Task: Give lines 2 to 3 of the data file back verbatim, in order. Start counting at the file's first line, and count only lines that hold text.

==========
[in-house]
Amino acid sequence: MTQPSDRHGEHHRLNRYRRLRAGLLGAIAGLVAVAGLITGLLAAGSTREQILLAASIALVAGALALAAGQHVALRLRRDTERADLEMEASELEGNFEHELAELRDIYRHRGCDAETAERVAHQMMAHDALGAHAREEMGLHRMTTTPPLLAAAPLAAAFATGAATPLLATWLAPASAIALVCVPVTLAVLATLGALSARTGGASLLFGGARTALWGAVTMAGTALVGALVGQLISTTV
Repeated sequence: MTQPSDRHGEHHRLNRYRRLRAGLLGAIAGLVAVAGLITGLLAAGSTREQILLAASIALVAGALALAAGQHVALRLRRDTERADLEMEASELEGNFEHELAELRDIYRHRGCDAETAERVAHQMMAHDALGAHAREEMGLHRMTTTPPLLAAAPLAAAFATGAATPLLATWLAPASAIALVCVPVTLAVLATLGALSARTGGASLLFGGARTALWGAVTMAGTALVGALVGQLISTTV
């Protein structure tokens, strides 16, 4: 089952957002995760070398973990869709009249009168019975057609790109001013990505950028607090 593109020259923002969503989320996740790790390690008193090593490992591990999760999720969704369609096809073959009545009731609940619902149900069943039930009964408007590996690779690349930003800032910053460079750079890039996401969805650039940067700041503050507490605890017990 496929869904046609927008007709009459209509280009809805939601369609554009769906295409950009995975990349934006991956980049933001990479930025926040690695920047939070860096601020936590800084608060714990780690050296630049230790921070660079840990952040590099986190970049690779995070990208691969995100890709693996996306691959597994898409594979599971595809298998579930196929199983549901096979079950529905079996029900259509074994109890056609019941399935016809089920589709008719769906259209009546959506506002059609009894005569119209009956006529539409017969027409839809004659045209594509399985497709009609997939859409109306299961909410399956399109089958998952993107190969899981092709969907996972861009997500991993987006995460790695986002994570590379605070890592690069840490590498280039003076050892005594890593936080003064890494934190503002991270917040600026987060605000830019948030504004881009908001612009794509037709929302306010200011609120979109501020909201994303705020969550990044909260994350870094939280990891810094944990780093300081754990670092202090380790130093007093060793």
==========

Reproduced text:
Amino acid sequence: MTQPSDRHGEHHRLNRYRRLRAGLLGAIAGLVAVAGLITGLLAAGSTREQILLAASIALVAGALALAAGQHVALRLRRDTERADLEMEASELEGNFEHELAELRDIYRHRGCDAETAERVAHQMMAHDALGAHAREEMGLHRMTTTPPLLAAAPLAAAFATGAATPLLATWLAPASAIALVCVPVTLAVLATLGALSARTGGASLLFGGARTALWGAVTMAGTALVGALVGQLISTTV
Repeated sequence: MTQPSDRHGEHHRLNRYRRLRAGLLGAIAGLVAVAGLITGLLAAGSTREQILLAASIALVAGALALAAGQHVALRLRRDTERADLEMEASELEGNFEHELAELRDIYRHRGCDAETAERVAHQMMAHDALGAHAREEMGLHRMTTTPPLLAAAPLAAAFATGAATPLLATWLAPASAIALVCVPVTLAVLATLGALSARTGGASLLFGGARTALWGAVTMAGTALVGALVGQLISTTV